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NSE - Nuclear Science & Engineering at MIT

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RESEARCH

Research

Our Department's field of study is nuclear reactions and radiation, their applications, and their consequences. We generate, control, and apply nuclear reactions and radiation for the benefit of society and the environment.

Fission

Today, fission is entering a new era – one in which new-generation reactors, upgraded existing plants, and new fuel cycle strategies will redefine nuclear power's role in the world's overall energy supply. more
CANES

Fusion

The sun and stars are powered by fusion: nuclear reactions that create heavier elements from lighter ones. If this energy source can be harnessed at the human scale, it has the advantages of inexhaustible fuel resources and greatly reduced proliferation and environmental concerns. more
PSFC : Alcator C-Mod

Nuclear Security

Throughout its history, the nuclear community has faced a two-fold challenge: fulfill the promise of low-cost, zero-carbon power generation, while also preventing proliferation of nuclear weaponry. more
Future of Nuclear Fuel Cycle
Future of Nuclear Power

Radiation Sources, Detection & Measurement

A major goal of the Nuclear Science and Engineering Department is to advance the core disciplines needed to achieve new, beneficial applications of radiation science and technology. These disciplines encompass the production and control of radiation and the study and application of radiation interactions with matter. more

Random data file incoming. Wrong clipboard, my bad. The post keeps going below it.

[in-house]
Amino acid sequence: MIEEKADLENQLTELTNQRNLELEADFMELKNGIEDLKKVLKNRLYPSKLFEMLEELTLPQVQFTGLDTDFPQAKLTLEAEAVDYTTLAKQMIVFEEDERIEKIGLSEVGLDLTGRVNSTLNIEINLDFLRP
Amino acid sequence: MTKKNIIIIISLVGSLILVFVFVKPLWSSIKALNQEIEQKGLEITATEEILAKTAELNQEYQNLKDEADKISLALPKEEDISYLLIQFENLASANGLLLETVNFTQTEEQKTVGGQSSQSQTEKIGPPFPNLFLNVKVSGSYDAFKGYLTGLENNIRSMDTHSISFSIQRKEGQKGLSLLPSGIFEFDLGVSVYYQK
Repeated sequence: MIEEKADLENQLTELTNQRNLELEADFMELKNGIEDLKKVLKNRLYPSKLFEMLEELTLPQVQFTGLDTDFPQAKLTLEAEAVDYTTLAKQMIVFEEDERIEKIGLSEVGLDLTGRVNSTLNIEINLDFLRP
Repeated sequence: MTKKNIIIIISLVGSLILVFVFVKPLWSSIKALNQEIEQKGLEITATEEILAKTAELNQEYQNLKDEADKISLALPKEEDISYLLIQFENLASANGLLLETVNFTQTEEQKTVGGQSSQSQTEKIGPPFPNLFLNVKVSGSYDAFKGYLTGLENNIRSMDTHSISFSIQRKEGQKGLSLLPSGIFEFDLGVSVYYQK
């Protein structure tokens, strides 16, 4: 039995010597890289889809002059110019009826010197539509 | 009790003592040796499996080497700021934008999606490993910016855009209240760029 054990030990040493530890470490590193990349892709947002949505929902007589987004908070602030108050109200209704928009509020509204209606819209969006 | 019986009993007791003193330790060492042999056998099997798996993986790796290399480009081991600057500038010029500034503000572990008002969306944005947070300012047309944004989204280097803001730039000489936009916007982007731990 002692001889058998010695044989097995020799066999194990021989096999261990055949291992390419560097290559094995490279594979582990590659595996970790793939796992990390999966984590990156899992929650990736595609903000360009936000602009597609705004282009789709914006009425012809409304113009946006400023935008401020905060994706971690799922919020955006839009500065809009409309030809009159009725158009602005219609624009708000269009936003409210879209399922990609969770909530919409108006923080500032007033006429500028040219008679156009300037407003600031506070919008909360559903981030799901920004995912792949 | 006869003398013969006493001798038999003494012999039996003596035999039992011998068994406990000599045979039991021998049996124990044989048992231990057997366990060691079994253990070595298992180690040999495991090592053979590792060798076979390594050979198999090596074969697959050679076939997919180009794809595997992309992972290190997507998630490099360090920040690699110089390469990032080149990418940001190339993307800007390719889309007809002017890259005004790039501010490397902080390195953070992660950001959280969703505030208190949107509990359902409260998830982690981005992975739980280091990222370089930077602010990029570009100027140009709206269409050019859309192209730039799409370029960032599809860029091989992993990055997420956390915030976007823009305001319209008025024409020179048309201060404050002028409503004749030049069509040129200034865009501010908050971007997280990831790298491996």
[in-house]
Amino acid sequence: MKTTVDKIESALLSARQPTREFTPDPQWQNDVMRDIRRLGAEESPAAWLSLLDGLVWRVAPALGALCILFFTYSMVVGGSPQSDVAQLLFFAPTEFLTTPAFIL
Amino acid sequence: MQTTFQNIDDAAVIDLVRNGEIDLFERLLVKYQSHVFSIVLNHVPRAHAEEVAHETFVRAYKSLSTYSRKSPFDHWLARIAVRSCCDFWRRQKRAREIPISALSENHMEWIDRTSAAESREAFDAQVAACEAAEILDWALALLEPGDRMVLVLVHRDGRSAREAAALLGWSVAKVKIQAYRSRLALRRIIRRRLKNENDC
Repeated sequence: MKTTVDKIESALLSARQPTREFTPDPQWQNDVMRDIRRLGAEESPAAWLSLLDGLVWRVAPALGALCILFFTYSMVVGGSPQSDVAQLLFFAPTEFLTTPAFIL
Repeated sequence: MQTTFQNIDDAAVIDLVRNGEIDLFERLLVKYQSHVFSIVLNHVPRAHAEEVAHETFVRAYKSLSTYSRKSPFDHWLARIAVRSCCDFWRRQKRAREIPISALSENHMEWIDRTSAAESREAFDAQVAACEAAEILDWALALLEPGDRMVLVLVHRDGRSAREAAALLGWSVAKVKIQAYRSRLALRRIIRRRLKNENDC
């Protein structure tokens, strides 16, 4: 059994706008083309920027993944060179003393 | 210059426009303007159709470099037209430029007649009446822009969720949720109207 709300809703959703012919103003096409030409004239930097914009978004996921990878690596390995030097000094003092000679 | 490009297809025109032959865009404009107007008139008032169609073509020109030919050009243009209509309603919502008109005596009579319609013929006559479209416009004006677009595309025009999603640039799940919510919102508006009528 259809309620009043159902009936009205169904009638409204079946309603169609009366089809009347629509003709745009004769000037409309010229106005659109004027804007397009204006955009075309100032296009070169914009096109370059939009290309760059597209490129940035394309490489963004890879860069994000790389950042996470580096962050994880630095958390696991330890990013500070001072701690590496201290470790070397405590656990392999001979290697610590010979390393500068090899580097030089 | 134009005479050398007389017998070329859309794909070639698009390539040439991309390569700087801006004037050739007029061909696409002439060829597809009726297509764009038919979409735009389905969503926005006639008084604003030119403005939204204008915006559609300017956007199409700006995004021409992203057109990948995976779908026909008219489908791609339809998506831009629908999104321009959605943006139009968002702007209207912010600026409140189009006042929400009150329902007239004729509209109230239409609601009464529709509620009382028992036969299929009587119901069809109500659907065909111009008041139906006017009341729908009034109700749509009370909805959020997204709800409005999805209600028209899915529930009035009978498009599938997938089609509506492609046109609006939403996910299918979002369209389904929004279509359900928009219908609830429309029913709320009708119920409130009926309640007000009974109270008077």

Modeling & Simulation

Exciting new developments in multi-scale and multi-physics modeling, coupled with the rapidly advancing capabilities of high-performance computers and associated algorithmic and simulation methodologies, are making it possible to simulate nuclear systems with much higher fidelity than ever before. more
CASL

Materials in Extreme Environments

Limits on materials behavior are among the greatest technical obstacles to improving the safety and economic performance of nuclear energy systems. Ensuring the viability of structural and other materials in the aging fleet of commercial LWR power reactors will be critical to current efforts to extend the life of these plants beyond 60 years. more

Department of Nuclear Science & Engineering

Massachusetts Institute of Technology
77 Massachusetts Avenue, 24-107, Cambridge, MA 02139
nse-info@mit.edu

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